15 February 2016 National rohith vemula

Question 1.A): Does Death Have A Caste?

The deeper you go into the Rohith Vemula story, the more you find dignity. Outside it, pettiness still rules.
Question 1.A): Does Death Have A Caste?
R.V. Appa Rao

The edges of a poster, stuck loos­ely on the wall at a santapa sabha for Rohith Vemula, flaps about in the draught. A train is whizz­ing past on the track about 50 feet away. Four boys, who have bunked school, play a game of spitting into the open drain which rings the colony like a river. This is Ramireddythota, Prakashnagar. The auto driver who takes me there does so only after a little cajoling: the place has some notoriety as one of Guntur’s “red-light streets”. Claustrophobic, decaying houses stand in a huddle. This is where Rohith Vemula spent his childhood till he went on to join the Andhra Pradesh Residential Junior College in Hindupur after Class X.

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Populated mostly by lower-middle-class Malas and Vadderas, Ramireddythota is now the cynosure of all eyes. House No. 923, where Rohith’s adoptive grandmother Anj­ani Devi lives, has a string of visitors, mostly officials making enquiries. Rohith’s mother Radhika and younger brother Raja Chaita­nya Kumar Vemula are away, giving a statement to the Guntur joint collector about their caste antecedents. Anjani’s daughter-in-law Dhanalakshmi says, “Both Rohith and Raja were studious and helped their mother in eking out a living. Mani­kumar (Rohith’s father) would rarely visit them…only when he needed money. He was never happy about the fact that Radhika was the child of migrant Mala labourers, and later an adopted one,” she says.

Mala or Vaddera? Astoundingly churlish though it may seem in the face of a tragedy, this is the question that anyone who knew Rohith even remotely in Guntur is being grilled with. The first is a Dalit community, the latter ‘merely’ a backward caste. If it seems near-obscene to frame the debate in such narrow, techno-legal terms—especi­ally when seen against the material circumstances in which the family struggled for dignity and life-chances—it bothers no one.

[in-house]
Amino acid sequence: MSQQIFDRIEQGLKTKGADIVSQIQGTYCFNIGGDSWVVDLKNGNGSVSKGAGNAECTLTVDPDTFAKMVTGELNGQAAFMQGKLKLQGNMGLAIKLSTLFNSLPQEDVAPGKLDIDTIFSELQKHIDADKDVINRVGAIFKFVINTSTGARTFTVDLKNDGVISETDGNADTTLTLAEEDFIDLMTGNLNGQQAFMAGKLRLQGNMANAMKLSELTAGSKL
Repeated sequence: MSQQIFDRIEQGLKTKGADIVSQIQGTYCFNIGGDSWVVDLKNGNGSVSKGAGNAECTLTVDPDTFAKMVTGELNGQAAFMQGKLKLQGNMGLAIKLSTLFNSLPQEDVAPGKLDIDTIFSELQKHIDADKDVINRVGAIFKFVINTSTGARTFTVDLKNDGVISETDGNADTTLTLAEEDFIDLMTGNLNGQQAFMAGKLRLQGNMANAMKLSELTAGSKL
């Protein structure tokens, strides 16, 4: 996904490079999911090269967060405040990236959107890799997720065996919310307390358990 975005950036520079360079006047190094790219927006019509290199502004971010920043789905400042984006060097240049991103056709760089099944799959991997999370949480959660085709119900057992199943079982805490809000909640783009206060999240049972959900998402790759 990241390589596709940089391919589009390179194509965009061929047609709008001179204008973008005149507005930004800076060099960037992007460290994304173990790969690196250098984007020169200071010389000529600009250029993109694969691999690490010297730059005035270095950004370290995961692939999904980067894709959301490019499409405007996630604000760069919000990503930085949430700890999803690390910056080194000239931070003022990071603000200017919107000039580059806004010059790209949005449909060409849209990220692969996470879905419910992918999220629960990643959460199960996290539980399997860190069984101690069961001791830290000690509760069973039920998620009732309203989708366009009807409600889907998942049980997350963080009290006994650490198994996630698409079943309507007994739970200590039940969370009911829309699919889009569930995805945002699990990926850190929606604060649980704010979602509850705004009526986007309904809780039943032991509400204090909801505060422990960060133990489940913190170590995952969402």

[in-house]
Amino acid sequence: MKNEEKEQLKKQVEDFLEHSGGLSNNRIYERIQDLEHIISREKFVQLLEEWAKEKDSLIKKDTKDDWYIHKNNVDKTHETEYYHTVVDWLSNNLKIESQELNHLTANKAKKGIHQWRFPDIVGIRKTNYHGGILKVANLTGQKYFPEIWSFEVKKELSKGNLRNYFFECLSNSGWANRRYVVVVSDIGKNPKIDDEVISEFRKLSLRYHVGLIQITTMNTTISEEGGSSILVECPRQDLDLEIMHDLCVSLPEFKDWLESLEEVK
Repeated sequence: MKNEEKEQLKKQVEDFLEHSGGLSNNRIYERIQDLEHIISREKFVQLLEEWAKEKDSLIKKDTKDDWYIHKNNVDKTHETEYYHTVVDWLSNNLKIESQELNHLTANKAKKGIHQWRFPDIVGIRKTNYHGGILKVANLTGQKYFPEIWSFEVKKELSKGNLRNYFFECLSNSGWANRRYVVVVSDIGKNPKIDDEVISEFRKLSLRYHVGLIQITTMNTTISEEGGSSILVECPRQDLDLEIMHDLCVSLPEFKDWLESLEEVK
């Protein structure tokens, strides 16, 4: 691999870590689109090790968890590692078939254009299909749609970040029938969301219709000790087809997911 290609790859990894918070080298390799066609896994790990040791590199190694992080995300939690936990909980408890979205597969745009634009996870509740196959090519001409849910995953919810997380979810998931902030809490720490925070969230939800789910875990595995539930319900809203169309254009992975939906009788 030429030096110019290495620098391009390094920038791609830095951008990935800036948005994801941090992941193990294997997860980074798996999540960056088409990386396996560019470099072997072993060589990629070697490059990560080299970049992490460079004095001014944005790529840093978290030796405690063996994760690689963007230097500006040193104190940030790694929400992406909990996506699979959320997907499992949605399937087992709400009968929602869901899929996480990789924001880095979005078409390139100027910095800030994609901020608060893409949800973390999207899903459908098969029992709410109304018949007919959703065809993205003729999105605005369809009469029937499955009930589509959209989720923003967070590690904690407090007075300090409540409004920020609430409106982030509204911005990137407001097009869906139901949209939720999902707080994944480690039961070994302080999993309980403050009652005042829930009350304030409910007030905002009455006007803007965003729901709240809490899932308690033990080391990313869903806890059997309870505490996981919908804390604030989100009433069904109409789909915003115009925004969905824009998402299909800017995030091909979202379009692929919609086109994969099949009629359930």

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“I am amazed no one wants to know what sort of a student Rohith was. Both Andhra and Telangana cops asked just one thing: was he a Dalit?”
Venkateswarlu Vennekota, Principal, KEMS

Venkateswarlu Vennekota, principal of Kanna English Medium School, where Rohith studied from Class VIII to X (2002-2004), has been visited by five intelligence and police teams so far. “I am amazed no one wants to know what sort of a student Rohith was. Police officials from Andhra and Telangana both wanted to know just one thing. Was Rohith a Dalit or not,” says the principal. The political eagerness to ‘de-Dalitise’ Rohith is pretty apparent.

Venkateswarlu explains that at that time his school was not a recognised one. Hence, Rohith took the SSC Class X exam as a private candidate from a government school, Jalagam Rama Rao Memorial, in Kothapeta, Guntur. “He scored 512/600 there. While I taught him English, he was excellent at science and maths,” says the principal with evident pride. Venkateswarlu, or ‘Kanna Master’, as he is fondly called, was asked whether he knew anything about Rohith “displaying anti-national signs and being a Yakub Memon supporter”. It’s deepened the sadness in him. “My personal feelings are that Rohith was victimised at university. He was a happy child, disciplined and intelligent. I don’t think ideology can be termed criminal. I told the police that just because he opposed capital punishment to Yakub Memon, Rohith couldn’t be termed anti-­national. I will not support anti-national elements at any cost. Here it just does not seem to fit the case,” says the principal.